Since its opening in 1843, some 25,000 souls have been buried at Holy Cross, many of whom are of Irish descent and have made significant contributions to the life of Halifax, Nova Scotia, and Canada. Public figures include:
- Merchants and businessmen were among those whose contributions to Halifax are memorialized in local street names, such as Tobin, Swaine and Kline.
- The remains of a number of archbishops, prelates, and senior clergy are located in “Bishop’s Row”, close to the cemetery’s chapel. One of these is Archbishop Walsh who organized the building of the Chapel.
- Another notable is Sir John Sparrow David Thompson, a lawyer and former Justice of the Supreme Court of Nova Scotia who served as the fourth Prime Minister of Canada from December 5, 1892 to December 12, 1894. Thompson, the first Roman Catholic to hold the office of Prime Minister, was a founder of Dalhousie University Law School and was the federal Minister of Justice who introduced Canada’s Criminal Code.
- The cemetery is also the final resting place for many decorated Halifax war heroes who bravely fought in various military campaigns and world wars since the mid-1850’s, including one Halifax native who was awarded the United States Medal of Honor.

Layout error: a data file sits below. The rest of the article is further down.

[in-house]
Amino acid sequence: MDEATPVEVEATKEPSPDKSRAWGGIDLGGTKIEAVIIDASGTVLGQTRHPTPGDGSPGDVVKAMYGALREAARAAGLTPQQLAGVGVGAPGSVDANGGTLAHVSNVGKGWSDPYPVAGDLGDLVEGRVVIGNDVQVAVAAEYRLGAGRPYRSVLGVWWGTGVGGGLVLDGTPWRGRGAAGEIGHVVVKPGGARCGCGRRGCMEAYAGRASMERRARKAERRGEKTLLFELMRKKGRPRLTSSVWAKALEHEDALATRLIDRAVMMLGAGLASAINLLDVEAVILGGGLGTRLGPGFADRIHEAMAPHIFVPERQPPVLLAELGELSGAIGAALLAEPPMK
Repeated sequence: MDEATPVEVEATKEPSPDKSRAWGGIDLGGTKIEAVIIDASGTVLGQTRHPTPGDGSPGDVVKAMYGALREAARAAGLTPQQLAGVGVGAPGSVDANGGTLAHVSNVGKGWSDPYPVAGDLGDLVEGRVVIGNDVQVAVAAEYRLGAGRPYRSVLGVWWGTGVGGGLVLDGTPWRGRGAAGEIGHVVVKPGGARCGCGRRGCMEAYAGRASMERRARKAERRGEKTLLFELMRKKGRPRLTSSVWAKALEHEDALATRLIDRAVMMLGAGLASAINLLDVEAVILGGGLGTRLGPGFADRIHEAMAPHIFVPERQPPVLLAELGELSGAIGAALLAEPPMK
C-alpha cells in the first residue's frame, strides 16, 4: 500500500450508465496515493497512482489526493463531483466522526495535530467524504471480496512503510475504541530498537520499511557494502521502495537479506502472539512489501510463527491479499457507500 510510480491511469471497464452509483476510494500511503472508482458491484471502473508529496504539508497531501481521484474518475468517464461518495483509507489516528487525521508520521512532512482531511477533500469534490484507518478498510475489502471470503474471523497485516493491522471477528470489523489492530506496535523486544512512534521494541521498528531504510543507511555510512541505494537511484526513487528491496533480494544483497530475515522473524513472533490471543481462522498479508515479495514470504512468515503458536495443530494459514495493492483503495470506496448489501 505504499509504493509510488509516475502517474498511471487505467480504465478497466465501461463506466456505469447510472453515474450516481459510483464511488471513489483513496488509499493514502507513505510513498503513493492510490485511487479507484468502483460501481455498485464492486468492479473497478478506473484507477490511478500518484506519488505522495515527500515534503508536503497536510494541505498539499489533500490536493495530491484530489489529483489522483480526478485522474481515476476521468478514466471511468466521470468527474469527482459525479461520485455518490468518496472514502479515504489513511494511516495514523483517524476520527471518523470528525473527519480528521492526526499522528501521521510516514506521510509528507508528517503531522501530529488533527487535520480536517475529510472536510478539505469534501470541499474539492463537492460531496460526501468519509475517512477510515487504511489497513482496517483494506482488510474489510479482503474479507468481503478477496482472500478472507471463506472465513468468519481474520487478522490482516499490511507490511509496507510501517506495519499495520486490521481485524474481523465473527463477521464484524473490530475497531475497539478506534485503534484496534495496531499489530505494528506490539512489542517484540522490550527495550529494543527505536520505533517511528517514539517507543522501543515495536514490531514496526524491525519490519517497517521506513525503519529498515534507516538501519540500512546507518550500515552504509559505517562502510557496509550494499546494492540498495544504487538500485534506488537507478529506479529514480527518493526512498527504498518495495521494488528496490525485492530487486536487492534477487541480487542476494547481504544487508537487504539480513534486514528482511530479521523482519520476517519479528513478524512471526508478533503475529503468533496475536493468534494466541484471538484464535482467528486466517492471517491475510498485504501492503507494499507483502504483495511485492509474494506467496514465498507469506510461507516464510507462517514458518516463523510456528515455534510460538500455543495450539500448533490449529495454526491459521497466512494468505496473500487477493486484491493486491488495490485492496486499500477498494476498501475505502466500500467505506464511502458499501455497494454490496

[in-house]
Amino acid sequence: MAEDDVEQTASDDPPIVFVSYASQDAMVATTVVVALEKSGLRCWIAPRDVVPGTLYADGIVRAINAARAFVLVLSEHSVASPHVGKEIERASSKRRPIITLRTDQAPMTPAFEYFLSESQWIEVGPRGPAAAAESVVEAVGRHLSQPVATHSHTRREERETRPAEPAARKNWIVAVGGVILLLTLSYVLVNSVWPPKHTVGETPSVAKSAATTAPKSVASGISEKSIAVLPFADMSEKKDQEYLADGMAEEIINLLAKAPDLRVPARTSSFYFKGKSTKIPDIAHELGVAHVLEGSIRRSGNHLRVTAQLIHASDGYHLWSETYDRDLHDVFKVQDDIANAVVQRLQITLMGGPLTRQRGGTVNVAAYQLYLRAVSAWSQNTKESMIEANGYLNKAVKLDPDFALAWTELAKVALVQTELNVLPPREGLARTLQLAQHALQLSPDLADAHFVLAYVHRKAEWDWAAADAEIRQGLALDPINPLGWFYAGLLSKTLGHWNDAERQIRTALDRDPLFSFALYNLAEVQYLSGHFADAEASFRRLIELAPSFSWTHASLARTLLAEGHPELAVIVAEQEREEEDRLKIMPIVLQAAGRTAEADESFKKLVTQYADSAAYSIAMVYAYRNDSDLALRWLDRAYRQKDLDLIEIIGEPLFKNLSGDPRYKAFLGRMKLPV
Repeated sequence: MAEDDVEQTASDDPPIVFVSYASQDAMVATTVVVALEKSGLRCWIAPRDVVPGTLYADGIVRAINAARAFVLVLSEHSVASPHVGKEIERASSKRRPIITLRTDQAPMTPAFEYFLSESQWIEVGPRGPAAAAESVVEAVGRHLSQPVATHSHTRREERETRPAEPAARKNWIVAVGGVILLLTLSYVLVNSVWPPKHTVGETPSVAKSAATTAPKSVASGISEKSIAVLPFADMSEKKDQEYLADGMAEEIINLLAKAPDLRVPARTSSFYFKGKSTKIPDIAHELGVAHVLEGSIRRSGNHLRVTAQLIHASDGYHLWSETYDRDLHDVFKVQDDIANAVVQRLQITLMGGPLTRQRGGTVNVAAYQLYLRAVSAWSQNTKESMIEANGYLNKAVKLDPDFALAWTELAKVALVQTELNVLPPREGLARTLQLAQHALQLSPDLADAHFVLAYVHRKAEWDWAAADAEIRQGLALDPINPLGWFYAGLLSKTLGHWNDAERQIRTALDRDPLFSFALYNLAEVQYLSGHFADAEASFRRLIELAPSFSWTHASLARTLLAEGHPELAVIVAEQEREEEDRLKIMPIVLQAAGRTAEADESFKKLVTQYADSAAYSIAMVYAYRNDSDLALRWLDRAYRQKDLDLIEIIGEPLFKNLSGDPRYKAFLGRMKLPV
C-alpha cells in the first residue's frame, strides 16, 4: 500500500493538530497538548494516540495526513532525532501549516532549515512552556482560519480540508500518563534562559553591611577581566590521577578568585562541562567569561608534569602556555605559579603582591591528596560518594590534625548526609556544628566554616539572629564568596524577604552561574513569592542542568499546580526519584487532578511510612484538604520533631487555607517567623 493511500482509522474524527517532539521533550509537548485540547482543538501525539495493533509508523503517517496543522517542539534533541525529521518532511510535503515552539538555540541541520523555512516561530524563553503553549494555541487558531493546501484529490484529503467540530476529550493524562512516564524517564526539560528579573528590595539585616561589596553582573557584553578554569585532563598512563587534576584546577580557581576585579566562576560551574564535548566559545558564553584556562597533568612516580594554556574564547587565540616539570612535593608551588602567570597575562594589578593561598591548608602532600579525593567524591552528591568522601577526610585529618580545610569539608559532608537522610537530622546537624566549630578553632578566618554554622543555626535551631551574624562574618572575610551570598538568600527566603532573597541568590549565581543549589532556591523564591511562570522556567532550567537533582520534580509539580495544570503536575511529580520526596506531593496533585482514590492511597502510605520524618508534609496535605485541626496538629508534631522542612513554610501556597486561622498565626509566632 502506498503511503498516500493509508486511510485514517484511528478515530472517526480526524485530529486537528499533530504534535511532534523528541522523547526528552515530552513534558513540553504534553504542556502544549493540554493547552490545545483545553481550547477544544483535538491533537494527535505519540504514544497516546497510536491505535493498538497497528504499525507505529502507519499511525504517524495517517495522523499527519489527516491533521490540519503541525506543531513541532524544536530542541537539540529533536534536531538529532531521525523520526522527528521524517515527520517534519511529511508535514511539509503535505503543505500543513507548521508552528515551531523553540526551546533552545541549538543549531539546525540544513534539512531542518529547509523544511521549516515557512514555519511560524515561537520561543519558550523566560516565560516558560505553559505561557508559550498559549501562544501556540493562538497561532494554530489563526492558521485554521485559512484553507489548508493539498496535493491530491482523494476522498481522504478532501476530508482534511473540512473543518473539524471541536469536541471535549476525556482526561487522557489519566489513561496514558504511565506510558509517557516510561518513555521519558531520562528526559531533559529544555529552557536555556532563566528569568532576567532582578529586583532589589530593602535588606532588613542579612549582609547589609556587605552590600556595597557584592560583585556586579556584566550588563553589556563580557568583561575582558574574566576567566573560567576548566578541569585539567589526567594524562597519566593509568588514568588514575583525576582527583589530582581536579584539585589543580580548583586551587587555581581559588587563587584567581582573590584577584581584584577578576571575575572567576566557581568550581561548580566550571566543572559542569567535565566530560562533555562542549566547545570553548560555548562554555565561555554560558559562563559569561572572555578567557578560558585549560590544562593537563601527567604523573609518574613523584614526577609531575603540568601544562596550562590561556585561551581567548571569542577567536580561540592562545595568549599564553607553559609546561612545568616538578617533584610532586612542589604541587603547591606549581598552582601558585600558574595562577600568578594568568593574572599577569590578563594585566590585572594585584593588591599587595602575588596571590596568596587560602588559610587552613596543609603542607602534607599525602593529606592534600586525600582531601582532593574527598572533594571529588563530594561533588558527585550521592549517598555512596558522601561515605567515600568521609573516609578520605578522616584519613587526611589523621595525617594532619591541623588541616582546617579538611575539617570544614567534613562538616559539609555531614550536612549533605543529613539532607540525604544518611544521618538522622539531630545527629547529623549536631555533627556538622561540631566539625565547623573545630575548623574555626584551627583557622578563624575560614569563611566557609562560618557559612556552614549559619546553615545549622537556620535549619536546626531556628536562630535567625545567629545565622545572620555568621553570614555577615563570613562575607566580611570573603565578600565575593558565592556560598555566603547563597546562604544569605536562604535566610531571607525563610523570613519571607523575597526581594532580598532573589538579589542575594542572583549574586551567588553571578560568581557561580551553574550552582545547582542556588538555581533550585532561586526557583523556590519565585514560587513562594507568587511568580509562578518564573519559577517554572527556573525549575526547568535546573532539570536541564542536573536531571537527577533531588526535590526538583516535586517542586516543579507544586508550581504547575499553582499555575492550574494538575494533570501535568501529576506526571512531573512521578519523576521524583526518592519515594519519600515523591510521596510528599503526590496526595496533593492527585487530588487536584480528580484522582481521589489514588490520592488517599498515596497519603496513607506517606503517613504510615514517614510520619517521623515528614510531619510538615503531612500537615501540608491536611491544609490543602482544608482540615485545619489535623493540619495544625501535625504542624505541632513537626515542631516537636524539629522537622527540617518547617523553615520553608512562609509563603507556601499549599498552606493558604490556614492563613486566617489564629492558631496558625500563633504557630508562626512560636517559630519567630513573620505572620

More important than these public figures, though, is the record of a particular historical community, particularly with the seventeen thousand people buried in the nineteenth century. With this focus, the Holy Cross Historical Trust is starting a new phase of historical research and interpretative education. The mission of the Trust is to improve the understanding of the social practices, institutional organization, and religious and intellectual life of the people buried in Holy Cross Cemetery. The Trust will also act as a laboratory for the training of graduate students, and as a forum to communicate with established scholars and the broader community.
Although the Trust will build new relationships with the academic community, it maintains that the direction for scholarly inquiry will be driven by the Irish and the Catholic communities of Halifax and the friends of Holy Cross. The shared interests of the Irish, the Catholics, and the community of scholars will generate a narrative that will best express the collective life of Hibernian Halifax.